In Excel I have written an RSI predictor based on a 14 day RSI on the close. It's very useful on end of day data for predicting such things as "What price must the close be tomorrow (or at any stage in tomorrow's trading) to trigger say an RSI of <70% after a stock is just peaking above 70%?"
Maybe traders are losing faith and the bears are moving in. Good chance to sell before the RSI figure is finalized with eod data.
Col A is close, Col B is RSI, Col C are up days figures, Col D are down day figures
Sorry, preview won't allow columns I formatted. The formulae row3 begins a new cell on the "equals sign"
910 40.5344307688661 60.077550324875 88.1360774116211
911 40.9633919016267 56.786296730241 81.8406433107911
=(((45/(100-45))*((13/14)*D2))-((13/14)*C2))+A2 =100-(100/(1+C3/D3)) =(C2/14)*13+(IF(A3>A2,A3-A2,0)) =(D2/14)*13+(IF(A3<A2,A2-A3,0))
910.00 40.53 60.08 88.14
911.00 40.96 56.79 81.84
920.45 45.00 62.18 75.99
Put all the figures into your Excel spreadsheet over 3 rows, 4 columns.. No need to do it to quite so many decimal places (not sure ???). I was just trying to show its not number format that may be causing the problem.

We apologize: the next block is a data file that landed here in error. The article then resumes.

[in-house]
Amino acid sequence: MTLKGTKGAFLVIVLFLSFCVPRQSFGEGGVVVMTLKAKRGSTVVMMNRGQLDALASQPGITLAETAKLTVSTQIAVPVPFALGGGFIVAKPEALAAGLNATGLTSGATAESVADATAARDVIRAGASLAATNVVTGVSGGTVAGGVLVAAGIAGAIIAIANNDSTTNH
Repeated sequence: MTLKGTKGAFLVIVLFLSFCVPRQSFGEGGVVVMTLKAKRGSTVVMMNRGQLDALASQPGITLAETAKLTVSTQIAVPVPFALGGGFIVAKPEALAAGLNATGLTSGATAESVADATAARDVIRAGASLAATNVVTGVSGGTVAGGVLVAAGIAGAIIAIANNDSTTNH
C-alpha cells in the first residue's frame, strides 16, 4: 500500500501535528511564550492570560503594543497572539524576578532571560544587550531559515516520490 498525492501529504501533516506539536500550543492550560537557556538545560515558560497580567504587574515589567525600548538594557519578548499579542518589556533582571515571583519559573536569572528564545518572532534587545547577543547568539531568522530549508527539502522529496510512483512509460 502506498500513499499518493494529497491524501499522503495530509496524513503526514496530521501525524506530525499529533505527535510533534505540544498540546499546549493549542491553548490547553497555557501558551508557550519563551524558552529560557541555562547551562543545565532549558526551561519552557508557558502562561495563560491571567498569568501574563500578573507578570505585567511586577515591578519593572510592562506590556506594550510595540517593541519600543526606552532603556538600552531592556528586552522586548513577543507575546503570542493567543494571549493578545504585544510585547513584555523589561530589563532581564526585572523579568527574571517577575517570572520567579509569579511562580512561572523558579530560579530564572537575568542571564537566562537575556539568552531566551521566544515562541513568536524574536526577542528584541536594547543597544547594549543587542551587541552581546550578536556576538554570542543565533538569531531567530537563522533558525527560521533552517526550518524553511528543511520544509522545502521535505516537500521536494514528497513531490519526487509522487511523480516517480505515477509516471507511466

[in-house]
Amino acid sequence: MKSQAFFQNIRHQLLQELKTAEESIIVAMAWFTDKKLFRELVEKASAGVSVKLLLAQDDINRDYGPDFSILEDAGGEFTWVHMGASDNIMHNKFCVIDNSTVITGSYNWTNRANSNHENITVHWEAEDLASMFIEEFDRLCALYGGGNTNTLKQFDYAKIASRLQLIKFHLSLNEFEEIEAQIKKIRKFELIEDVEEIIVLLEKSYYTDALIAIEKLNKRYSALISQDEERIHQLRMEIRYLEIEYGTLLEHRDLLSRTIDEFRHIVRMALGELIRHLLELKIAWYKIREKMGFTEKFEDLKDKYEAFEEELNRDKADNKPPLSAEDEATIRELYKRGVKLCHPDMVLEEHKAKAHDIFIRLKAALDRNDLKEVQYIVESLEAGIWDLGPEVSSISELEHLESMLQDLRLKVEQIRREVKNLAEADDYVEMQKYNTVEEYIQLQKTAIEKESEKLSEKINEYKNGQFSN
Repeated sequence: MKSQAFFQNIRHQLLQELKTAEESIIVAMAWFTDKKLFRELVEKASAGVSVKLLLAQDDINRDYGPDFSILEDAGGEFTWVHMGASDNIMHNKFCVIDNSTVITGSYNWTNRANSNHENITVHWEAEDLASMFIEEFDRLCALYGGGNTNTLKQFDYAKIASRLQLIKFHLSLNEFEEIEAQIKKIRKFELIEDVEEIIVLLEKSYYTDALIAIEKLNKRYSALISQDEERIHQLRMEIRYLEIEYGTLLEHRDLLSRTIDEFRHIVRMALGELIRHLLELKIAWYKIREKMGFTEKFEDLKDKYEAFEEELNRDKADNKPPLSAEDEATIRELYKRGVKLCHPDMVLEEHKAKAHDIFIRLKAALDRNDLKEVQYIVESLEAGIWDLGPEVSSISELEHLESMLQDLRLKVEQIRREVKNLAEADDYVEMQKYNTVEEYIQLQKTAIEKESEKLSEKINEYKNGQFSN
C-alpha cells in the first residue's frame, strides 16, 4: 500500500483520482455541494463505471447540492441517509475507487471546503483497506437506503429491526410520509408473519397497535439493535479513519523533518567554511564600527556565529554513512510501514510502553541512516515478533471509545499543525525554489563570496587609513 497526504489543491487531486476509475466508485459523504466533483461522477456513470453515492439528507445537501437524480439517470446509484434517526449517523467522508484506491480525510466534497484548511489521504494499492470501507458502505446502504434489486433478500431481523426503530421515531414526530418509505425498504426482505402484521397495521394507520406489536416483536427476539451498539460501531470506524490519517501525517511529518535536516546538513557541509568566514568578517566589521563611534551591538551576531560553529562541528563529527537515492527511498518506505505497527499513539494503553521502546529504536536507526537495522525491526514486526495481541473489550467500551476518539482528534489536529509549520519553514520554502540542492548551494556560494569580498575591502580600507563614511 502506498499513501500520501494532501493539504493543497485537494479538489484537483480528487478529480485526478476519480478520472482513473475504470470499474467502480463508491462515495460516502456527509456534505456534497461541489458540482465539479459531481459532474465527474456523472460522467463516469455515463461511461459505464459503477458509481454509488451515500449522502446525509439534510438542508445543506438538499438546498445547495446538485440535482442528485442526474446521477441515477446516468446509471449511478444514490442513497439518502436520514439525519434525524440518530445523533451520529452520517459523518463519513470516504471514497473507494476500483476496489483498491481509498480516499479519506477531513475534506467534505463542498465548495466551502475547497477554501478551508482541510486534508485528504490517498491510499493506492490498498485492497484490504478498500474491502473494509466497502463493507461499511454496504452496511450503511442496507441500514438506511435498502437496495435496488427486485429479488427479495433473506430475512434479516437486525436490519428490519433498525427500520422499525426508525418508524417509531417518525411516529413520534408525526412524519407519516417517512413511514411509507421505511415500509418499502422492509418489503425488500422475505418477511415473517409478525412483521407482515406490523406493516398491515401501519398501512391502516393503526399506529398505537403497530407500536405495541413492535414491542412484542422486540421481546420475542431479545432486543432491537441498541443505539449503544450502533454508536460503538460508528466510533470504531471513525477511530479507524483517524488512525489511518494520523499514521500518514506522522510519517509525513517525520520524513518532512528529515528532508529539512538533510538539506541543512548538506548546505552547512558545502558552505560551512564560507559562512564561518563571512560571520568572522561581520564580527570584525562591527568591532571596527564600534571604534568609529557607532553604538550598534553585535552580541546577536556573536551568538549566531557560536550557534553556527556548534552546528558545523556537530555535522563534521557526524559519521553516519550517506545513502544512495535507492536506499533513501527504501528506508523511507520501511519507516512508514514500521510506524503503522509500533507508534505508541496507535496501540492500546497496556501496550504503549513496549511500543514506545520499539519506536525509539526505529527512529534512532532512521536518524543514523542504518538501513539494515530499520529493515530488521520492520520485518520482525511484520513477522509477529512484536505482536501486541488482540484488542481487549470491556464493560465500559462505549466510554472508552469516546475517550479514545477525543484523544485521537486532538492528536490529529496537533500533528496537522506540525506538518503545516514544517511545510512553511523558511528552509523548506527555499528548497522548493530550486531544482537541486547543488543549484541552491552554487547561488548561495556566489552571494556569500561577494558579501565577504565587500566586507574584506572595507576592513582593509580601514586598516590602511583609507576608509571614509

A1 and A2 are yesterday's and today's close. The formula in A3 is trying to predict what price "tomorrow" will trigger a 45% RSI. Answer as shown 920.45.
The formula works a treat all the way up to 99%RSI prediction.
Looking for lower RSI predicts, try substituting 42, then 41 for 45 in the formula. Still works perfectly.
Try anything less than 40.96 i.e. the previous RSI confirmed in B2 and suddenly figures become distorted e.g. try 40 in the formula A3 and you get a predicted close of 908.93 which gives an RSI of 40.32 not pure 40 as it should be.
The lower the RSI number below 40 the greater the distortion.
Can anyone please help me to correct the formula in A3. I think I should be using 2 different formulae. e.g. IF its an up close use Formula A, otherwise Formula B.
This could be a very useful little spreadsheet if I could iron out the flaw.
Thank you for your help.